Here’s How Electric Cars Overcame Age-Old Hurdles
The first electric vehicles were invented back in the mid-19th century and actually held the land speed record until around 1900. By the turn of the century, 40 percent of American automobiles were powered by steam, 38 percent by electricity, and 22 percent by gasoline. But sales of electric cars peaked in 1912 as new roads nationwide, domestic oil discoveries, and new combustion engine innovations made gasoline-powered cars the vehicles of choice for the next century.
The consequences of these trends have become apparent transportation is the single largest source of air pollution in the United States. In fact, carbon dioxide emissions amount to approximately one million tons per day, which is double the emission from worldwide volcano activity. While efficiency improvements in gasoline engines have helped improve these metrics, these problems remain severe both in the U.S. and increasingly around the world.
Economics Favors Electric Vehicles
Despite their historical range and speed limitations, electric vehicles operate at about 90 percent efficiency given their instant power through torque, compared to 30 percent efficiency with most gasoline-powered vehicles, due to heat, friction, sound, and pollutants. These attributes suggest that electric vehicles will eventually outperform gasoline-powered vehicles when it comes to cost and performance battery technologies simply need to catch up.
The invention of the lithium ion battery by M.S. Whittingham, ironically while working for Exxon Mobil (NYSE: XOM), helped bridge this gap. Compared to traditional lead-acid batteries, the lithium ion variety offers one of the best energy densities, no memory effect, and only a slow loss of charge when not in use. These dynamics equate to improved range, enhanced rechargeability, and a long-term charge when it comes to electric vehicles.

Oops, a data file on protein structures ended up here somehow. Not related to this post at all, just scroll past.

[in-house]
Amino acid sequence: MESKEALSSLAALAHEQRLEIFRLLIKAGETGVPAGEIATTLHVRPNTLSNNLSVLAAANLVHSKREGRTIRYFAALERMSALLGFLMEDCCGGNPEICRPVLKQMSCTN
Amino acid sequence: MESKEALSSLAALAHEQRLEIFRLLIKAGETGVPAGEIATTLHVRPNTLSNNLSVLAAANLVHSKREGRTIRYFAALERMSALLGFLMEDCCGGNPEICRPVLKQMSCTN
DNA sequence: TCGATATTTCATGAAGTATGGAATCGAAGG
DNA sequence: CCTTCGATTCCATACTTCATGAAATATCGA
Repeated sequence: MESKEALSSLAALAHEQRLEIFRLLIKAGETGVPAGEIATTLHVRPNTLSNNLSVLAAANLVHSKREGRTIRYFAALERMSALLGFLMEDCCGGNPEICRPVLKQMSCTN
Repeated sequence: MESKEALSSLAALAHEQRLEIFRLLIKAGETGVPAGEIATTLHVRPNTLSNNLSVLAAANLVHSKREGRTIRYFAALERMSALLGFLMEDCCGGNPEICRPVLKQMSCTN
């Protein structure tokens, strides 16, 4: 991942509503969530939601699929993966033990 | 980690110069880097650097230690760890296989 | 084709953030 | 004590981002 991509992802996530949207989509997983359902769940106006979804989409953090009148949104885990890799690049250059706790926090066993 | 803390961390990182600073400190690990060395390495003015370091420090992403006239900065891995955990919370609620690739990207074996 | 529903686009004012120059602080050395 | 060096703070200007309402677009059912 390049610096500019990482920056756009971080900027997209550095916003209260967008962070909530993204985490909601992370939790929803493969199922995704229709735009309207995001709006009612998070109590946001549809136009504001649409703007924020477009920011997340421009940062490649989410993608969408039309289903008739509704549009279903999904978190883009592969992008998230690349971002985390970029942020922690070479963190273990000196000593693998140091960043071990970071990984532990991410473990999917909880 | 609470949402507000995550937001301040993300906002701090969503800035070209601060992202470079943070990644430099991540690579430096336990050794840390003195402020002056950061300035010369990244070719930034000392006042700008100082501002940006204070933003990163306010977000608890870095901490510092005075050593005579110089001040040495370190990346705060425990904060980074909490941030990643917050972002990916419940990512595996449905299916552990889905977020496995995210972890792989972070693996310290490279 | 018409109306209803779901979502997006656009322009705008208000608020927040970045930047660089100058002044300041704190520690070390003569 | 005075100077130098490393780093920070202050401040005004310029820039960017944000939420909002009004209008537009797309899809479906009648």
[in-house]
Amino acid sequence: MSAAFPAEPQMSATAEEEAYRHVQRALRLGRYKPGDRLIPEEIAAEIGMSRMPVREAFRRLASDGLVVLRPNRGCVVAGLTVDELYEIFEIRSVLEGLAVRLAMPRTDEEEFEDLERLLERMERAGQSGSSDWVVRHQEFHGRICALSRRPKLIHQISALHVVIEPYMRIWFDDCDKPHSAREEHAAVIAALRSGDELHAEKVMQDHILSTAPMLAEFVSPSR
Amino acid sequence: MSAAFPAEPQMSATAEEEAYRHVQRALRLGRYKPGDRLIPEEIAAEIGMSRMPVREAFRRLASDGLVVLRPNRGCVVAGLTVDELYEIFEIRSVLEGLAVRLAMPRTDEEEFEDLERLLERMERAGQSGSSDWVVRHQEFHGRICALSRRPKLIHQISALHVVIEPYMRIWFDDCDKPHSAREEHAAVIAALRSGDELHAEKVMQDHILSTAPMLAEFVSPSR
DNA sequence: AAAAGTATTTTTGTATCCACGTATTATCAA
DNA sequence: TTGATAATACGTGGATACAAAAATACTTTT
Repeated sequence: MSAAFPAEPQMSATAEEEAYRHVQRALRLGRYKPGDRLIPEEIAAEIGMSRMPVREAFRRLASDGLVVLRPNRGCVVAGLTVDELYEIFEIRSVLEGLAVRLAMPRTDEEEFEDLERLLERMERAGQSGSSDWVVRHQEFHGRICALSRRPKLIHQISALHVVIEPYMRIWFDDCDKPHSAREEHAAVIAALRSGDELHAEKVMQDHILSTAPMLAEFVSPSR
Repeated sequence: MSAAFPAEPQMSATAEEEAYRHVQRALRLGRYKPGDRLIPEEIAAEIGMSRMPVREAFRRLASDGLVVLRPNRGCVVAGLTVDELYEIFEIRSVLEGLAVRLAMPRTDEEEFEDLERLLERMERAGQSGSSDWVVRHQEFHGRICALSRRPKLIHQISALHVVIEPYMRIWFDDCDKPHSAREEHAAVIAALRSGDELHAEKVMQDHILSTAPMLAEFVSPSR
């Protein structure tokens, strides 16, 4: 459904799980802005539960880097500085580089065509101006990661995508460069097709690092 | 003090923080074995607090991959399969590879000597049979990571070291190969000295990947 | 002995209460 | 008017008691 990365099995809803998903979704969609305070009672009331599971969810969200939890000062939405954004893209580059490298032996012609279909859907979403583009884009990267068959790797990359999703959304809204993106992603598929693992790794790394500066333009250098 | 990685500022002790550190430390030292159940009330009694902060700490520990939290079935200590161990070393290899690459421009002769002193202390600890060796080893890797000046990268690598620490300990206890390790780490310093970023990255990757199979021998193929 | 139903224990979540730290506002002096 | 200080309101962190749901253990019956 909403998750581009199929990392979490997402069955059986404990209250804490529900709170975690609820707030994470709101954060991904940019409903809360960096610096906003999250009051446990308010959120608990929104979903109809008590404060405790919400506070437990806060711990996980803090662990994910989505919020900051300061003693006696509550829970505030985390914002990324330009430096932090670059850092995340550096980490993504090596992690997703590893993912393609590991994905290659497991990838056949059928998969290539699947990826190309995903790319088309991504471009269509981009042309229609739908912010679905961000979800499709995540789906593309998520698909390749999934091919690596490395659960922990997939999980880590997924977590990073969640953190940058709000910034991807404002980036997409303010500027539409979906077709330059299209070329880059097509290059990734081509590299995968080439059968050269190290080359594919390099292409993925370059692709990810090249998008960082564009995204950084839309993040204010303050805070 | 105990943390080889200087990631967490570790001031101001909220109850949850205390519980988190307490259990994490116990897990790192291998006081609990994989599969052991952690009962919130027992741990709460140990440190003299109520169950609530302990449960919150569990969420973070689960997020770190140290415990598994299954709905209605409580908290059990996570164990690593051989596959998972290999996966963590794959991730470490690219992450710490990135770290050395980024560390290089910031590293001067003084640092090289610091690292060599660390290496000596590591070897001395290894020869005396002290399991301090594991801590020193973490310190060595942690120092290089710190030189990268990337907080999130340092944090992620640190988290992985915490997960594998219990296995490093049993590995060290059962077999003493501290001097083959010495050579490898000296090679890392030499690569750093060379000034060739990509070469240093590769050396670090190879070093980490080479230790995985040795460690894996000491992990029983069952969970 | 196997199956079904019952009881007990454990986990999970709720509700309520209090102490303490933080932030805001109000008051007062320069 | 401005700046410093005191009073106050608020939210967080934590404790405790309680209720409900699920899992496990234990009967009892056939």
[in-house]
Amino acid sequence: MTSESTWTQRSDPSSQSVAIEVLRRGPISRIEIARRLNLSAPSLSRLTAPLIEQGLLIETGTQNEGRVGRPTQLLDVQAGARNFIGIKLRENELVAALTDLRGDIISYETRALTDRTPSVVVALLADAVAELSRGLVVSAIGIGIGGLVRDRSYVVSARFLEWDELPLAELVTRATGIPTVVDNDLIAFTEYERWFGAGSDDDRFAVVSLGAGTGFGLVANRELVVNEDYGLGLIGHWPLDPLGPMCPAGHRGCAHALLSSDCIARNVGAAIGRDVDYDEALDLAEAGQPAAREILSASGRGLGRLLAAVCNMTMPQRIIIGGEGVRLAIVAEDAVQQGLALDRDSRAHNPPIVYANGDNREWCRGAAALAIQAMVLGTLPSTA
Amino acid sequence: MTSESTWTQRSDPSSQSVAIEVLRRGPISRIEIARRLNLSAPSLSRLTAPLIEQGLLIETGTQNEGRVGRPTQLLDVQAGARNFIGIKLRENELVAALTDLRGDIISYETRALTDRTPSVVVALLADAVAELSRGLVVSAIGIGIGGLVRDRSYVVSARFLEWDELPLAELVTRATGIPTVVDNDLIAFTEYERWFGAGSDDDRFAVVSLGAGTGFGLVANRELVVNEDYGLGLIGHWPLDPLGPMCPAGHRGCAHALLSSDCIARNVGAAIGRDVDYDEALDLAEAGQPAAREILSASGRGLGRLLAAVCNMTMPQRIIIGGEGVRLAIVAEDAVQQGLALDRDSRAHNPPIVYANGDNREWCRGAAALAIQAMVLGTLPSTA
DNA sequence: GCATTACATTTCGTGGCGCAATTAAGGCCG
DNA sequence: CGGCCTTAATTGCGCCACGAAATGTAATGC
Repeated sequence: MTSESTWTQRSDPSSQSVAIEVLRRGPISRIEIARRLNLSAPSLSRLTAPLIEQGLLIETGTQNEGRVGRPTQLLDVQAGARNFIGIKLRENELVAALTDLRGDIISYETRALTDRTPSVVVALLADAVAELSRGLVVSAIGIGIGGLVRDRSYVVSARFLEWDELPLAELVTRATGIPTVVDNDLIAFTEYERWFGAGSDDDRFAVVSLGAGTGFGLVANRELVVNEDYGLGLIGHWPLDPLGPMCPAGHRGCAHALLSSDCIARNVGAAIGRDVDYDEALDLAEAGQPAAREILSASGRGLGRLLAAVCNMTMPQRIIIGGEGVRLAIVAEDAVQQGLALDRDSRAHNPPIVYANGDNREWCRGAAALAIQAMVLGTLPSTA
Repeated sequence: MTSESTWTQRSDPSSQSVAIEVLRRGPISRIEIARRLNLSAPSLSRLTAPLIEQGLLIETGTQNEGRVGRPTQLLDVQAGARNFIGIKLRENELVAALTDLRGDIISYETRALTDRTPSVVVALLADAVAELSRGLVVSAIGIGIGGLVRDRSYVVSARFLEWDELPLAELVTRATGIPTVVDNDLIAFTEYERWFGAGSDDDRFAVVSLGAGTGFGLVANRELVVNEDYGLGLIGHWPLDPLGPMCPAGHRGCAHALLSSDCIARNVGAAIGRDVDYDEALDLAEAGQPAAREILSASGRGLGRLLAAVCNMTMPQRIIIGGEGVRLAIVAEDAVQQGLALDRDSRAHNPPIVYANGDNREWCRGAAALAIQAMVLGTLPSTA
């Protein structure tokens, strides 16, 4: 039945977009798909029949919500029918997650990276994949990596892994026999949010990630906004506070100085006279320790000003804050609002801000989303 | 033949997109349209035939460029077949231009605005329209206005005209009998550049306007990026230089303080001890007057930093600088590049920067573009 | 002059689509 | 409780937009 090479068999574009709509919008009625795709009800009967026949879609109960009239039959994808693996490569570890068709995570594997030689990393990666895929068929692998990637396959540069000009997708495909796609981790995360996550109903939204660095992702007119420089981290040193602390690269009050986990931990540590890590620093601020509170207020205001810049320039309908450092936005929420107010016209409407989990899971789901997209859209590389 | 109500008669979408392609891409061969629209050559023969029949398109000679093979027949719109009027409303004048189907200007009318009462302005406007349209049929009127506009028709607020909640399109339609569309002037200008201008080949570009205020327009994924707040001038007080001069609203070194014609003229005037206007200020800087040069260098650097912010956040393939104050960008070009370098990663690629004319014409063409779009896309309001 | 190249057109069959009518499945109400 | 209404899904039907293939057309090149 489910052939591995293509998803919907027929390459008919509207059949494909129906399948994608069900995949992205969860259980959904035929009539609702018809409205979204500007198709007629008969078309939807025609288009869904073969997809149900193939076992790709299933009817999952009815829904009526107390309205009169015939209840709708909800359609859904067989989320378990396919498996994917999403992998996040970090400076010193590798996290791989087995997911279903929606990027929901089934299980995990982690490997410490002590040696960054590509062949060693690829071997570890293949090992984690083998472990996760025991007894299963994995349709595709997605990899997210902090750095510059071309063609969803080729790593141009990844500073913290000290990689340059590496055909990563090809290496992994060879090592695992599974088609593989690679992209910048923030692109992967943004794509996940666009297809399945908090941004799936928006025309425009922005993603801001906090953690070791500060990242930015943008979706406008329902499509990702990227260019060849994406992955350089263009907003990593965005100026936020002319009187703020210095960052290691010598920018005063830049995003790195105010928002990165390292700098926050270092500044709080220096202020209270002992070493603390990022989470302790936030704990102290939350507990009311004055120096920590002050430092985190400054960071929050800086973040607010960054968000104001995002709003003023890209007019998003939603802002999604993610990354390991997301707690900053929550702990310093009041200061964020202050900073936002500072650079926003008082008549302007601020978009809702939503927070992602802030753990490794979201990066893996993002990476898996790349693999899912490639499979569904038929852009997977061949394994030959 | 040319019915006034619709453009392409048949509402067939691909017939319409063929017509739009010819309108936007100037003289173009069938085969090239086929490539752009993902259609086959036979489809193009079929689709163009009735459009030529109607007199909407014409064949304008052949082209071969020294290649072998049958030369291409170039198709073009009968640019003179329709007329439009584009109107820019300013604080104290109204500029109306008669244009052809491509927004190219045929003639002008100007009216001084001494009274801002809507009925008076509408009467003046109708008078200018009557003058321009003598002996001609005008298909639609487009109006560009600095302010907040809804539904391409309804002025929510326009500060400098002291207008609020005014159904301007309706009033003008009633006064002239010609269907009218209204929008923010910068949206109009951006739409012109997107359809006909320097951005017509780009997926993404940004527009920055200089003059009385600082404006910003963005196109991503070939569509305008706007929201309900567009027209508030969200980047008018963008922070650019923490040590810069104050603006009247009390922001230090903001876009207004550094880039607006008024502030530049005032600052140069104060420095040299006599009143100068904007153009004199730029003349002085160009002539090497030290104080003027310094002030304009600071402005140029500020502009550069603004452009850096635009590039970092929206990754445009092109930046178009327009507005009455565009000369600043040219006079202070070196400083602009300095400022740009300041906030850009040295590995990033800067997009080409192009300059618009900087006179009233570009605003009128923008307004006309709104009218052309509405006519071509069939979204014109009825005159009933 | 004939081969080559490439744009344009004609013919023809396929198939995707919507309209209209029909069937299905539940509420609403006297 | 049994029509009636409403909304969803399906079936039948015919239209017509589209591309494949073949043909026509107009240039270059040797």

New battery technologies could significantly improve upon this performance. For example, lithium iron phosphate batteries offer high energy densities, but longer life, better power densities, and an inherently safer performance.
These batteries are already being provided by companies like Balqon Corporation (OTCBB:BLQN) in the heavy-duty commercial electric truck and bus space where both power and range is needed.
Tesla Makes Consumer Breakthrough
Electric vehicles have experienced a number of headwinds hindering their adoption among the general public. First, they have historically experienced limited range with little infrastructure to recharge mid-way through a long journey. Second, many electric vehicle manufacturers have been hesitant to invest billions in developing a technology that consumers have been apprehensive about purchasing, making equity markets less receptive.
Tesla Motors Inc. (NASDAQ: TSLA) has largely solved both of these problems with its Tesla Model S. In addition to achieving the highest Motor Trends rating ever, the consumer electric vehicle can travel up to 265 miles on a single charge, accelerate from 0 to 60 in just 4.2 seconds, and swap batteries at stations. Meanwhile, Tesla became the first EV pure-play to successfully commercialize the technology with CEO Elon Musk projecting profitability in FY 2013.